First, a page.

• Clearly articulate the specific challenges and needs of the industry, business strategy, and operating model of the business unit and function.
    How do they make money and serve their customers?
  • Define the unique talent, capabilities, and jobs required to serve their customers and achieve their strategy.
    What must workers do and what behavioral norms should they adhere to for success in the business unit / function?
  • Determine which services are needed and should have higher focus from the Business HR function along with the services that the broader HR organization will provide.
    How does Business HR team with its partners in the broader HR team to deliver the complete suite of solutions and services for the business?
  • Evaluate and grow Business HR function capabilities to enhance those capabilities that exist and build net-new capabilities required.
    How willing is the organization to invest in professional capability development for HR professionals?
  • Build a team with the blend of skills and capabilities needed to drive the value for the business.
    Where can Business HR make the most impact?
  • Launch the approach with the business unit and Business HR team, with service agreements and key performance metrics.
    How will Business HR efforts drive tangible, measurable business outcomes?
  • Re-evaluate and reinvent the way Business HR delivers, the capabilities it delivers to the business, and the priority focus areas.
    How can Business HR drive value in lock-step with the fast pace of business change?

Defining the direction for Business HR requires making Strategic Design Choices for this important component in the High-Impact HR Operating Model. These choices, which range from the way Business HR collaborates with its partners in HR to geographic and reporting structure choices, in combination with the above framework can position HR leaders to define the “fit-for-purpose” Business HR design that’s right for each business unit and the enterprise overall.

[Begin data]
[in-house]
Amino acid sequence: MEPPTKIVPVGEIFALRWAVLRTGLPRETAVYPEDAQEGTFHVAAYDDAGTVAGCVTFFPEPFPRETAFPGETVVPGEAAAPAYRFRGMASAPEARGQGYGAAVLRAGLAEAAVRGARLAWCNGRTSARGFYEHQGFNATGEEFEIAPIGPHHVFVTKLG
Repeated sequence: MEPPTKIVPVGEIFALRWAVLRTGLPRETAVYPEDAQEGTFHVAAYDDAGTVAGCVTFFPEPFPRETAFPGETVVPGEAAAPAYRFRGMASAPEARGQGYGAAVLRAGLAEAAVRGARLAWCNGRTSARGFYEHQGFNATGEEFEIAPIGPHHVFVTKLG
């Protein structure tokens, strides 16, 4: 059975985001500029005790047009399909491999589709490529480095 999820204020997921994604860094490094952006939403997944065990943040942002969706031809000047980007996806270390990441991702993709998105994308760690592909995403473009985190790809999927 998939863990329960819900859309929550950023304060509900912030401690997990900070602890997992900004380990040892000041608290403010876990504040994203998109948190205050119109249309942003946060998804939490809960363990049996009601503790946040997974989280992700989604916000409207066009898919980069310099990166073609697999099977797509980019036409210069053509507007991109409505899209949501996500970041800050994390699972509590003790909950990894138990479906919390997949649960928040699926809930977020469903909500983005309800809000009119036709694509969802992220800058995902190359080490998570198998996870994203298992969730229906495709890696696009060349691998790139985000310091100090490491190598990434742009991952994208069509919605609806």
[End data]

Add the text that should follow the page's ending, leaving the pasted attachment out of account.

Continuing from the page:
Arthur Mazor is a principal with Deloitte Consulting LLP and the practice leader for HR Strategy & Employee Experience and HR Service Delivery globally. He collaborates with complex, global clients to achieve high business impact with a focus on transforming human capital strategies, programs, and services.
Joanne Stephane is a principal with Deloitte Consulting LLP in the HR Strategy & Employee Experience practice and a leader in Business HR Consulting. Joanne works with clients to drive employee engagement and workforce performance through end-to-end HR and Talent Transformation.
Gary Johnsen is a specialist leader with Deloitte Consulting LLP. He is the deputy leader of the HR Strategy & Employee Experience practice. He helps complex organizations design and deploy innovative HR strategies, operating models, and HR customer experiences along with enabling processes, tools, and capabilities that build the bridge between business and HR.